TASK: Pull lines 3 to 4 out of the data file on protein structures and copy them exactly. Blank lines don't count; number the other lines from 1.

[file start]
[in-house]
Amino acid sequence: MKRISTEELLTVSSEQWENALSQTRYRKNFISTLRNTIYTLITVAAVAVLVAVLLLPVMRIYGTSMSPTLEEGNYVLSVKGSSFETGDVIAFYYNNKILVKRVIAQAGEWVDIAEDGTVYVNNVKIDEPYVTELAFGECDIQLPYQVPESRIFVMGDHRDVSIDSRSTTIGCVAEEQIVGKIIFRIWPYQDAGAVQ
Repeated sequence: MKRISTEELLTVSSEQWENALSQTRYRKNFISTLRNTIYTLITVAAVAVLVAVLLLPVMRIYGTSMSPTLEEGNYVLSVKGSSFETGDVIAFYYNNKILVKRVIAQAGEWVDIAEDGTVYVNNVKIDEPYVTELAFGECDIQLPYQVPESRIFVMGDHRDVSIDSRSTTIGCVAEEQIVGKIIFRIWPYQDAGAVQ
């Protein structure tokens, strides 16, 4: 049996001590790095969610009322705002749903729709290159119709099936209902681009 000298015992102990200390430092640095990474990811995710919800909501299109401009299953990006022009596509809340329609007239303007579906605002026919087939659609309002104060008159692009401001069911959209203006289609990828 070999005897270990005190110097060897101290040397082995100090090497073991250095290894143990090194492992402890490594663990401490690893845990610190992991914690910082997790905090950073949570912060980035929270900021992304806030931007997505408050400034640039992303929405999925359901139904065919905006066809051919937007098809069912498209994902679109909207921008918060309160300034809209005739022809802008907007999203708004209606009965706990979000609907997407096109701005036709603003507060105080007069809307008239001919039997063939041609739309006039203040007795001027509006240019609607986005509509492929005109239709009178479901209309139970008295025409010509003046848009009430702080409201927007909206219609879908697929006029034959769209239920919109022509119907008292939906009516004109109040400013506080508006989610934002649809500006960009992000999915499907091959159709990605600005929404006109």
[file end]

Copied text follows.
Repeated sequence: MKRISTEELLTVSSEQWENALSQTRYRKNFISTLRNTIYTLITVAAVAVLVAVLLLPVMRIYGTSMSPTLEEGNYVLSVKGSSFETGDVIAFYYNNKILVKRVIAQAGEWVDIAEDGTVYVNNVKIDEPYVTELAFGECDIQLPYQVPESRIFVMGDHRDVSIDSRSTTIGCVAEEQIVGKIIFRIWPYQDAGAVQ
């Protein structure tokens, strides 16, 4: 049996001590790095969610009322705002749903729709290159119709099936209902681009 000298015992102990200390430092640095990474990811995710919800909501299109401009299953990006022009596509809340329609007239303007579906605002026919087939659609309002104060008159692009401001069911959209203006289609990828 070999005897270990005190110097060897101290040397082995100090090497073991250095290894143990090194492992402890490594663990401490690893845990610190992991914690910082997790905090950073949570912060980035929270900021992304806030931007997505408050400034640039992303929405999925359901139904065919905006066809051919937007098809069912498209994902679109909207921008918060309160300034809209005739022809802008907007999203708004209606009965706990979000609907997407096109701005036709603003507060105080007069809307008239001919039997063939041609739309006039203040007795001027509006240019609607986005509509492929005109239709009178479901209309139970008295025409010509003046848009009430702080409201927007909206219609879908697929006029034959769209239920919109022509119907008292939906009516004109109040400013506080508006989610934002649809500006960009992000999915499907091959159709990605600005929404006109």